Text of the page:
When I was in college, a professor loaned me a book of Ernest Hemingway’s selected letters. Because I loved Hemingway, and because I was a little startled that a professor had loaned me a book, I took it home and read it straightaway. For several hours, the letters engrossed me with their rich historical detail, their personal gossip, their casual wisdom. But at some point I hit upon a passage that cast everything else in deep shadow. It came from a note Ernest sent to F. Scott Fitzgerald in 1925, and it consisted of two sentences: “You write a swell letter. Glad somebody spells worse than I do.”

I believe these words altered the course of my life, or at least my life as a writer, in two very different ways: while they led to a moment of profound revelation, they also prolonged my belief in a harmful delusion. Let’s start with the happy stuff. Here’s why it was wonderful to discover that these two titans of literature couldn’t spell.

A writer, especially a beginning one, spends much of his time being daunted. He’s daunted by the odds of getting published, by the breathless articles that claim (and have been claiming for more than a century) that fiction is a dying art form, by the rolling of the eyes he gets from his finance-major friends when he talks about his novel. But mostly he’s daunted by his veneration for certain authors and their works.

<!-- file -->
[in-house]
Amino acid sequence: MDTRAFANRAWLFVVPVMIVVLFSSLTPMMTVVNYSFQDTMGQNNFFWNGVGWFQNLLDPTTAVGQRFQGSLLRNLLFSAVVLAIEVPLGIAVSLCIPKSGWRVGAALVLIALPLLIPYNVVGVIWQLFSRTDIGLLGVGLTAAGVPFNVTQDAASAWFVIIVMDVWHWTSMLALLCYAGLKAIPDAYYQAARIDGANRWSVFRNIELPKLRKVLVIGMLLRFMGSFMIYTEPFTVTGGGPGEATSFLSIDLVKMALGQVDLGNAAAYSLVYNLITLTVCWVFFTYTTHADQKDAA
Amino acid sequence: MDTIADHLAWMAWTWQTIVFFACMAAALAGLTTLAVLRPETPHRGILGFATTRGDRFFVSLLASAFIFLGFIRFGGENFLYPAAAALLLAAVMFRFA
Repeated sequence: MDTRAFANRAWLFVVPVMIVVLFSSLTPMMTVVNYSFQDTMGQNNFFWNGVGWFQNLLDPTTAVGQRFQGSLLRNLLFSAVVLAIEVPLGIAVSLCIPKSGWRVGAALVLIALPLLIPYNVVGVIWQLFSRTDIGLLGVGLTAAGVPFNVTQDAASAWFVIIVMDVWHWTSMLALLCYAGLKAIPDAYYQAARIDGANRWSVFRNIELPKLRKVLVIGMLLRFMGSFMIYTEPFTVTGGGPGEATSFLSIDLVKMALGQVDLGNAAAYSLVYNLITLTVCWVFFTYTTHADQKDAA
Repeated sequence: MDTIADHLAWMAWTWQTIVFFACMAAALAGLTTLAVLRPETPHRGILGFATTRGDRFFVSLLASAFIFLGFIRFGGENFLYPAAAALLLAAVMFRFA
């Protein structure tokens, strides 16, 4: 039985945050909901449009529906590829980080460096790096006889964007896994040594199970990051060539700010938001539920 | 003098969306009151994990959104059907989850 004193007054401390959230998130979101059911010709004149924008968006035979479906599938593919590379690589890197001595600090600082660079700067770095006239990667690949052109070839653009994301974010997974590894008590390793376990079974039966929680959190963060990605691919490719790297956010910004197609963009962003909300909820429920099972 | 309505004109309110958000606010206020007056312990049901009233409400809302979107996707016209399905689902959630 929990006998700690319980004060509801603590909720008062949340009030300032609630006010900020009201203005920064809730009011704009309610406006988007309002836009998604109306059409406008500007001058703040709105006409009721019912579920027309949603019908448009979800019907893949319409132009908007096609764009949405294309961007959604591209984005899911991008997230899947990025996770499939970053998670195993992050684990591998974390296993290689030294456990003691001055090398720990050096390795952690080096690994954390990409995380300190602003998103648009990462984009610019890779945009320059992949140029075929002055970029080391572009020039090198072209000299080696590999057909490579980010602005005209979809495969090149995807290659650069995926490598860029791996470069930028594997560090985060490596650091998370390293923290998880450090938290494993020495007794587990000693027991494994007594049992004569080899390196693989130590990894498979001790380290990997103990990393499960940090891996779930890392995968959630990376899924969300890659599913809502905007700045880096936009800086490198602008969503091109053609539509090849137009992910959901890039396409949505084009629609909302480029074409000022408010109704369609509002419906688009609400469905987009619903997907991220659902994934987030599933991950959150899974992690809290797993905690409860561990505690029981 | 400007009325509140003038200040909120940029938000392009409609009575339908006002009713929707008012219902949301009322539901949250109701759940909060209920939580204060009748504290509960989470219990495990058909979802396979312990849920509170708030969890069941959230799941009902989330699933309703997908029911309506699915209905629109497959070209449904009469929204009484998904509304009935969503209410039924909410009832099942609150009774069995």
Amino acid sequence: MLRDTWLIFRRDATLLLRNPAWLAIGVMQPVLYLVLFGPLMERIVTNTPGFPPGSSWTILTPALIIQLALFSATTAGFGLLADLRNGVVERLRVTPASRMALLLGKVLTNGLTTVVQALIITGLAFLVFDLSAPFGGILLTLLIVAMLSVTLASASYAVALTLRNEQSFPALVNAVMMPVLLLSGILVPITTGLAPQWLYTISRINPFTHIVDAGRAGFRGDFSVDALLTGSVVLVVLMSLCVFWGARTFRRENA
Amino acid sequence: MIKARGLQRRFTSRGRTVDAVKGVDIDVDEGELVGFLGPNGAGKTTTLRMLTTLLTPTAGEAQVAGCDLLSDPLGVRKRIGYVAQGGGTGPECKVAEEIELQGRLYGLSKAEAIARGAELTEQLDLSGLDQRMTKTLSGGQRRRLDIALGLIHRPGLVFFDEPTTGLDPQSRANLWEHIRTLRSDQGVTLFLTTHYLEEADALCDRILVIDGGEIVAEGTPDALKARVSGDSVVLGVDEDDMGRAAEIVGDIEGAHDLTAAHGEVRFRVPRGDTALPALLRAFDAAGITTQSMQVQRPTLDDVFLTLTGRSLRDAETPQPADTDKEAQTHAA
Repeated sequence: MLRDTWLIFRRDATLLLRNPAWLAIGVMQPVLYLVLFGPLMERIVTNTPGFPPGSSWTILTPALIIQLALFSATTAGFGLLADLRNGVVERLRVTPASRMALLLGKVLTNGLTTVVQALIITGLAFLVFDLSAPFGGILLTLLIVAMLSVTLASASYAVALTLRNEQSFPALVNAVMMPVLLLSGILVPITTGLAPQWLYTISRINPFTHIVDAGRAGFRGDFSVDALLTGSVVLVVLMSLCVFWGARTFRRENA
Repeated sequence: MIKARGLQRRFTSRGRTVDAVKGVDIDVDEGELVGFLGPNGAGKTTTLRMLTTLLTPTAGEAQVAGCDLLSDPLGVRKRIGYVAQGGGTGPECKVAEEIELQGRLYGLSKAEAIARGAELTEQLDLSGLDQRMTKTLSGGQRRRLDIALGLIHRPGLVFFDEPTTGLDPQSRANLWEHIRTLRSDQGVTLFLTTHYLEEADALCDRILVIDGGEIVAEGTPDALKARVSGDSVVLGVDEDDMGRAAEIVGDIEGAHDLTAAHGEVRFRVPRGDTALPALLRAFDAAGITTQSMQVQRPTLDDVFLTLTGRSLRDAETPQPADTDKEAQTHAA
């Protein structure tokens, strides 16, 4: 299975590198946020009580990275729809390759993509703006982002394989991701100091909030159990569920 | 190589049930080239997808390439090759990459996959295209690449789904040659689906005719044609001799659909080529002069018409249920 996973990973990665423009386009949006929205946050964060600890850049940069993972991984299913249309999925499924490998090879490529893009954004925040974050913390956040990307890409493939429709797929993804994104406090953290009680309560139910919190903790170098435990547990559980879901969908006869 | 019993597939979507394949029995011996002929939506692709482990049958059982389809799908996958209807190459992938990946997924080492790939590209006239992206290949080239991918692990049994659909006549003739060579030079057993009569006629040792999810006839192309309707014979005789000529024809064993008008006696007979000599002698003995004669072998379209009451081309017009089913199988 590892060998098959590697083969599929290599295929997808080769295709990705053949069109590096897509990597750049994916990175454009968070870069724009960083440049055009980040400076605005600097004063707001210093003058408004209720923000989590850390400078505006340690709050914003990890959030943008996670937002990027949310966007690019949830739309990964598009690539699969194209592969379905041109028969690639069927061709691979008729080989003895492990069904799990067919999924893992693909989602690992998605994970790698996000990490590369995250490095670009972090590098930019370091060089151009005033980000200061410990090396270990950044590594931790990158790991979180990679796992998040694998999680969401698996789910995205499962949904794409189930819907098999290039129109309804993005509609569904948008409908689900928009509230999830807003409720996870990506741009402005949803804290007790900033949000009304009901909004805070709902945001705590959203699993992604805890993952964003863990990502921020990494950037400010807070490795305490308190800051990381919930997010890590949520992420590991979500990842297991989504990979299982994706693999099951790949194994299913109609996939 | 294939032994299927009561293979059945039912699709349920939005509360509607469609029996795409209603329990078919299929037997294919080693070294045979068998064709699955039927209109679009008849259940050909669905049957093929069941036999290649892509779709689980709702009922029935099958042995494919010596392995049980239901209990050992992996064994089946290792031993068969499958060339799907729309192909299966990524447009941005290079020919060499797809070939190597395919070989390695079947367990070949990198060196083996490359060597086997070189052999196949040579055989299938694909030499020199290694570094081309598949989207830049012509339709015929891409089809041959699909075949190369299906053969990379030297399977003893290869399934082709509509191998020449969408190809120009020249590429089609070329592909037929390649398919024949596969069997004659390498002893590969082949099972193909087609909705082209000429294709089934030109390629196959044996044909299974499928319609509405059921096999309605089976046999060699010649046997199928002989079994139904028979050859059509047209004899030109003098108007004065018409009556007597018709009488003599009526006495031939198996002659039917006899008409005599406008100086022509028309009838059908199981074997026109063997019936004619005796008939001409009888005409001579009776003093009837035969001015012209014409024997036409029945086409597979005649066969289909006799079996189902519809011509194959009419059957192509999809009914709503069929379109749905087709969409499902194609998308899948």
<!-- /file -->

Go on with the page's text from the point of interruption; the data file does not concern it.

Most writers became writers because one day they finished Sense and Sensibility or “Barn Burning” or Lucky Jim and said to themselves “Holy cow! I want to do that!” But doing that, one quickly learns, is incredibly hard. Compounding the problem is the fact that great writers make it seem like it’s easy. When we read The Lord of the Rings we don’t consider Tolkien’s decades of labor, when we read James Joyce we don’t think about how it took him an entire day to write three sentences. Instead, we conclude that an enormous gap exists between people like us and the mystical beings who create profound literature.

But then, if we’re lucky, we learn that they were bad at spelling.

Anyone with a mild interest in Hemingway and Fitzgerald knows about their alcoholism, their irascibility, their misogyny, et cetera, so it wasn’t news to me they had human foibles. But I’d always assumed that in terms of language usage they must have been perfect, that to create “The Killers” or The Great Gatsby you had to have a virtually superhuman facility with every aspect of writing. The fact that I didn’t have such facility, and didn’t expect to get it anytime soon, daunted me tremendously. So when I learned Ernest and F. Scott didn’t have total mastery either, it was like the scene in Rocky IV when Rocky makes Ivan Drago bleed and his corner guy yells “You see? He’s not a machine! He’s a man!”